There are unstated assumptions in the survey questions which need to be examined.  For instance, in the first reported questions the language is ambiguous to the point of pointless.  It assumes that the company and the product are under the same name and logo.  If P&G changed their logo, do you think it would effect the purchase of Tide?

The second item is vague — what is meant by “public input”?  Does that mean showing it to the whole world?  Or does it mean conducting some type of customer research?  There is also the assumption that Gap did not conduct any market research of their own.

The third item is revealing — 17% of people were aware that “the Gap Store” changed it’s logo.  It was a trick question, of course, since the logo was not changed on the store signage or advertising, only on the website.

Fourth, was the logo shown in context?  People see logos on products, on storefronts, on tv ads.  Rarely do they just see a logo sitting on a piece of paper or a computer screen with nothing else around it.  Our own experience as well as plenty of academic studies show that context is king.  Research on the logo alone, without context, is a poor predictor of actual in-market results.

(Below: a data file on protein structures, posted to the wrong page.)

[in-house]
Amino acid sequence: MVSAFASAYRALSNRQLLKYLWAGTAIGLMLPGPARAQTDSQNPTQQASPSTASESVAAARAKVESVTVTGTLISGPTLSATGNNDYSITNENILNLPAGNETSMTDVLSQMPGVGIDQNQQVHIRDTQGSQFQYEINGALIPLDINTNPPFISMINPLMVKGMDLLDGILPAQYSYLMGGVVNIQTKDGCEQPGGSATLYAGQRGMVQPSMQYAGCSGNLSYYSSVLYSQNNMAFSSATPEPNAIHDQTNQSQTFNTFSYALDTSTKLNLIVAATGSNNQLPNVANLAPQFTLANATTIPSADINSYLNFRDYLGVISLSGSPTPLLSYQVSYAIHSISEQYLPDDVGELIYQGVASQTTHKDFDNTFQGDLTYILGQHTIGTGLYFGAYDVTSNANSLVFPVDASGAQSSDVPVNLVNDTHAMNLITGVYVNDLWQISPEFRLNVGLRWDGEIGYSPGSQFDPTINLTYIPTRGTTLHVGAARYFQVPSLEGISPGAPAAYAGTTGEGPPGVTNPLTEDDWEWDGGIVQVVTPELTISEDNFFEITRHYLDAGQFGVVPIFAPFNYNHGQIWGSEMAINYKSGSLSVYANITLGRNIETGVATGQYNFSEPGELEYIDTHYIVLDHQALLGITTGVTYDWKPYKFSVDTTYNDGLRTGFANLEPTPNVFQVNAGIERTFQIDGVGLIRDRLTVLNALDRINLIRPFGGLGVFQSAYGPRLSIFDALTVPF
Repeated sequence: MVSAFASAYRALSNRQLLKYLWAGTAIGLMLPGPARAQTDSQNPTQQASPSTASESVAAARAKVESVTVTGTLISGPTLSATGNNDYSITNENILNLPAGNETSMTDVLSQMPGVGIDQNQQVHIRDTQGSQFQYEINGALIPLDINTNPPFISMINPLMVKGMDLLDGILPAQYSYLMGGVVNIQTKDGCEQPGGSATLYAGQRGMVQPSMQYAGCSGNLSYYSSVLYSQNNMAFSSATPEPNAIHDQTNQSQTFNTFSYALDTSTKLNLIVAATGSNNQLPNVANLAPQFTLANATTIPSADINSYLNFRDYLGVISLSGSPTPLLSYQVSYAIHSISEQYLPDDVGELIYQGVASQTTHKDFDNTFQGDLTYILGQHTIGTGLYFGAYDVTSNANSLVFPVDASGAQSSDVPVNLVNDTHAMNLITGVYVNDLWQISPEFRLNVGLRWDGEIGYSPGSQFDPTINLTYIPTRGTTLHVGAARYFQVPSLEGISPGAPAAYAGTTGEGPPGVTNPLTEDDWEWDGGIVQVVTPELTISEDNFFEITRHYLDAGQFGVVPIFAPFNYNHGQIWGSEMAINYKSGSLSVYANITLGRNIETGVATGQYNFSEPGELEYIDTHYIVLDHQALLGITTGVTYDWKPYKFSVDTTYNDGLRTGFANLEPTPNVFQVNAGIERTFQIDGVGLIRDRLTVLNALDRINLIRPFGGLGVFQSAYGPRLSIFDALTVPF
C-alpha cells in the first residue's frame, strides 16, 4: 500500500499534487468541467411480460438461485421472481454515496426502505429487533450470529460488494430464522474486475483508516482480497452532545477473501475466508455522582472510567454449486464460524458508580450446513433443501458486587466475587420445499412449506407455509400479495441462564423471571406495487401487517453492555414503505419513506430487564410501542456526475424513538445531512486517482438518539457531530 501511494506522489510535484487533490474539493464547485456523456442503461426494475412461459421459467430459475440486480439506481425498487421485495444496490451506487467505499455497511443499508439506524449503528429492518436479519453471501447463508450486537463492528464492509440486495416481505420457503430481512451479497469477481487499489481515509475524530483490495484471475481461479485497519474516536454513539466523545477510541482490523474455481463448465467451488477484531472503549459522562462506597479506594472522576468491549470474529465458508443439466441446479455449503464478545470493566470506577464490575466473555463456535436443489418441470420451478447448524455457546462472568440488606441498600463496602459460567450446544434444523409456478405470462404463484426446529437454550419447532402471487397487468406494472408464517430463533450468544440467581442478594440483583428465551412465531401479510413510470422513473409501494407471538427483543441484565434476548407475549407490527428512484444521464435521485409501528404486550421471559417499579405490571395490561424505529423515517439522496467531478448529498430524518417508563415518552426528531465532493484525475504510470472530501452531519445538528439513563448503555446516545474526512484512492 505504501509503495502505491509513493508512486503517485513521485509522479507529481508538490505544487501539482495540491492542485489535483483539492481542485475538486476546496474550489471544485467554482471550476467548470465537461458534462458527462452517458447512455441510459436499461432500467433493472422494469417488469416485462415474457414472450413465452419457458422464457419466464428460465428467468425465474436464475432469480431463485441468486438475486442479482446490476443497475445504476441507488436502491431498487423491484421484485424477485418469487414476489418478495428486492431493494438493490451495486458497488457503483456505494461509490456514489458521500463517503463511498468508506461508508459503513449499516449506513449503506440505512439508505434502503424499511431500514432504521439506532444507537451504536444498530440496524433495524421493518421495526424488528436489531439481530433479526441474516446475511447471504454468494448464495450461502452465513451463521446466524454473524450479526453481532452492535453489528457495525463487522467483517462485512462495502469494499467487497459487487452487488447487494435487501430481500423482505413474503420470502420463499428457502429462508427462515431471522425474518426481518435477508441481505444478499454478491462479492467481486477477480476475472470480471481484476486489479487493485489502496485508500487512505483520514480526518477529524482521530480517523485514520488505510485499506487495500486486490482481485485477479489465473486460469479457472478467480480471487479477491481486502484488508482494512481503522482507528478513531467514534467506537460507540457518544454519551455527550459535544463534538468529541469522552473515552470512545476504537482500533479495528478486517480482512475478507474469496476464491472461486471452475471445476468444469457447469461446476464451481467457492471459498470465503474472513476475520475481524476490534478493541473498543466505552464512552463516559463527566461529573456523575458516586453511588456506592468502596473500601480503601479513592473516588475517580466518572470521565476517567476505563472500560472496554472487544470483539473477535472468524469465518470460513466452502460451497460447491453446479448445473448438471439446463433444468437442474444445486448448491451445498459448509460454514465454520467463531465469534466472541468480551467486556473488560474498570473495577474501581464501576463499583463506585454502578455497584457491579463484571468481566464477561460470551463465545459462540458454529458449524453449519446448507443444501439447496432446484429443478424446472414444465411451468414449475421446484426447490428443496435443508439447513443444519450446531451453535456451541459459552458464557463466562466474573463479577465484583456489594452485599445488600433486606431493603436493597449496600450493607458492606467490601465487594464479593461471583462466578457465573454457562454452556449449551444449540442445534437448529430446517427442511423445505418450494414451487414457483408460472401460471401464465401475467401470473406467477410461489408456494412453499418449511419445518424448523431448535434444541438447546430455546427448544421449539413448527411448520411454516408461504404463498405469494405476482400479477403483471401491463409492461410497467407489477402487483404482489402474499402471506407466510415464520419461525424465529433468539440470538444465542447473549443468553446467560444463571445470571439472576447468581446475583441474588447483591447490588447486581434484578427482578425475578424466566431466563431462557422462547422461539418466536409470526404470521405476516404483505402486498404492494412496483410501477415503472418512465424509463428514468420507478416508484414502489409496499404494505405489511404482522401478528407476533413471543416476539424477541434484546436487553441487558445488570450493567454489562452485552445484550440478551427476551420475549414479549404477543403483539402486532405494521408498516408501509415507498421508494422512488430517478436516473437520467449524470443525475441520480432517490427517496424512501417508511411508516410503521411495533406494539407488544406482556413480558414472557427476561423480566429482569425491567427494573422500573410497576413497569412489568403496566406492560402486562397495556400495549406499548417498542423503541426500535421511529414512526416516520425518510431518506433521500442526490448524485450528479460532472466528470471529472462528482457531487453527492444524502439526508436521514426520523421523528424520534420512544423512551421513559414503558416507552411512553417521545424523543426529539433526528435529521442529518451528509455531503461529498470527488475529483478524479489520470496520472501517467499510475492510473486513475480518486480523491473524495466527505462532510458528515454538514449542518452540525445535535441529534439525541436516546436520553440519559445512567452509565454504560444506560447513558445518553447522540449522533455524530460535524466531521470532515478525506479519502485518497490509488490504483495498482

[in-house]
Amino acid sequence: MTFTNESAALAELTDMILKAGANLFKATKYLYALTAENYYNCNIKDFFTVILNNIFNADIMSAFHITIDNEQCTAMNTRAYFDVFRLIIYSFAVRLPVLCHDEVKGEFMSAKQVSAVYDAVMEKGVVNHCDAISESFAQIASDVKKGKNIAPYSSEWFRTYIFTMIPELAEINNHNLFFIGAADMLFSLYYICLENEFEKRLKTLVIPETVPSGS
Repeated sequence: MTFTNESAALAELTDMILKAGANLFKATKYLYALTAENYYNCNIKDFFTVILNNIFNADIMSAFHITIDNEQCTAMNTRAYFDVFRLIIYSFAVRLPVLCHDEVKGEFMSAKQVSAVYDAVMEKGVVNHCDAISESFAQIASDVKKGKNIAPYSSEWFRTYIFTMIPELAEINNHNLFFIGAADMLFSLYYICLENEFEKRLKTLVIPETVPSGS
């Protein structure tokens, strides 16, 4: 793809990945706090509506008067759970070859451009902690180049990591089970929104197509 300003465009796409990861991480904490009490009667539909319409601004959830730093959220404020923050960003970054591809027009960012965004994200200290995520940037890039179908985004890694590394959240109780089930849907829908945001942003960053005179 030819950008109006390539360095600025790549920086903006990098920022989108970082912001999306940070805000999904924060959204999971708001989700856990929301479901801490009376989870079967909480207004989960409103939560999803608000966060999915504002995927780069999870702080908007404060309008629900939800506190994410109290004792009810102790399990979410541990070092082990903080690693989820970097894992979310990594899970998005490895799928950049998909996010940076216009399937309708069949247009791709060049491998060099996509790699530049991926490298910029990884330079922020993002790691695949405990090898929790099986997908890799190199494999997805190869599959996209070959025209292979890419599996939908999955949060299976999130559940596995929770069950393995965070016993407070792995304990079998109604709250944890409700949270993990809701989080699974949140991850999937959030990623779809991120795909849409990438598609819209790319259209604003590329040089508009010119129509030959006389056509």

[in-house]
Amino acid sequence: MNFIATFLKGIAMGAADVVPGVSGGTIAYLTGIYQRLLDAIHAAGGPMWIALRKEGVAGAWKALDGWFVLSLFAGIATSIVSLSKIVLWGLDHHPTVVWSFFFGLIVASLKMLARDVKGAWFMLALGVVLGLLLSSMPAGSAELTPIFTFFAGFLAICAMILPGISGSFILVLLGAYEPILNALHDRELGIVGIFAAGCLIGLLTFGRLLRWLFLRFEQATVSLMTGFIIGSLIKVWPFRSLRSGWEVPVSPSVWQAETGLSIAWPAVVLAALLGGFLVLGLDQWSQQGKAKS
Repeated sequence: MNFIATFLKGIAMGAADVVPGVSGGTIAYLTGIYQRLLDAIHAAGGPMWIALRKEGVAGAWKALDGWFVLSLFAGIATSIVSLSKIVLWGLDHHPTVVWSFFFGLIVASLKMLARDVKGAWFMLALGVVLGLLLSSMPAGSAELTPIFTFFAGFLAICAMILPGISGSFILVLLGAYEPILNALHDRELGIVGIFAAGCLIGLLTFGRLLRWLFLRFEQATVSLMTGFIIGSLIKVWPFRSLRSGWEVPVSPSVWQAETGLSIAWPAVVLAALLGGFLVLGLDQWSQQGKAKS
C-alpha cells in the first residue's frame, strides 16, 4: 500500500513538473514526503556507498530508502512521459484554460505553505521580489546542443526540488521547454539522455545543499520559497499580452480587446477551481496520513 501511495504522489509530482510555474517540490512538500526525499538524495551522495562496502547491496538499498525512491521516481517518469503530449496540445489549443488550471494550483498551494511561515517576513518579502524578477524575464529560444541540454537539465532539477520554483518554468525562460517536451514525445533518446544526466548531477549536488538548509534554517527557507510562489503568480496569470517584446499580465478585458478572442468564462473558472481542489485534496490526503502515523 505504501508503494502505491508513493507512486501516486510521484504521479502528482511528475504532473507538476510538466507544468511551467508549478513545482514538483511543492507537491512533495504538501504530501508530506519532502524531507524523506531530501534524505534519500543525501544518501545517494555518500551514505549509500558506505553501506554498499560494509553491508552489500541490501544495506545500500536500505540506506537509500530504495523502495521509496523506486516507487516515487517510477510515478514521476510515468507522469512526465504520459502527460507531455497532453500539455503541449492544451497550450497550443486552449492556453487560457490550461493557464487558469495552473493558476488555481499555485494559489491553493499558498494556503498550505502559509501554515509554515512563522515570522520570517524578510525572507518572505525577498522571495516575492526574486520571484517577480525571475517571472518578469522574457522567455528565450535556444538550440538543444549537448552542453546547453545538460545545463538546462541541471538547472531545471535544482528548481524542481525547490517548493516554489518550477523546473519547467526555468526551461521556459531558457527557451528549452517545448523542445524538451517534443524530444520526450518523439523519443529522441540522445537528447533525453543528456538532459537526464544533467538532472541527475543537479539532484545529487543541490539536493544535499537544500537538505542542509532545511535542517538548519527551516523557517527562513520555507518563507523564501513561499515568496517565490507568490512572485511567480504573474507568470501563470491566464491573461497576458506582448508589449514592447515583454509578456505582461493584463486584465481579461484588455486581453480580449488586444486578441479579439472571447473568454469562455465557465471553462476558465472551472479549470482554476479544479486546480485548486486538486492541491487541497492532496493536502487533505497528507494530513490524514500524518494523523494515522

Therefore, if the AdAge/Ipsos study showed the logo in context, then we can have greater confidence in their findings. If, as seems likely, they only showed the logos alone, then the findings are open to question.

Ad Age Study on Logo Recalls

Exhibit #7: The circle is completed as Armin at Brand New presents another Gap logo, this one for Gap Body Fit, along with their design critique.  Indeed it seems that there is a lot more to the whole Gap narrative than simply the Gap Logo Recall episode.

Just when you thought you had heard the last of Gap, we bring you… more Gap!

This time we get to see the new system, with products and labels and other applications.  And it opens up questions about the larger narrative of Gap.  How will it all play together?  How does the post-recall Gap logo fit with the new lines, the new products, the new strategy?  If presented in context with Gap Body Fit, the recalled Gap logo probably would have a completely different reception.

Gap Body Fit Logo

GapBodyFit Online

The GAP Analysis

What a week for the Gap branding!

The summary: A new logo was introduced on the Gap website on 10/6.  A firestorm swept through the design community blogs like Brand New and spread into the general media.  By Monday evening, 10/11, the new logo had been withdrawn and Gap executives were acknowledging their mis-reading of customer sentiment.

This being several days later, it is time for a sober assessment of the situation, what went wrong and what went right.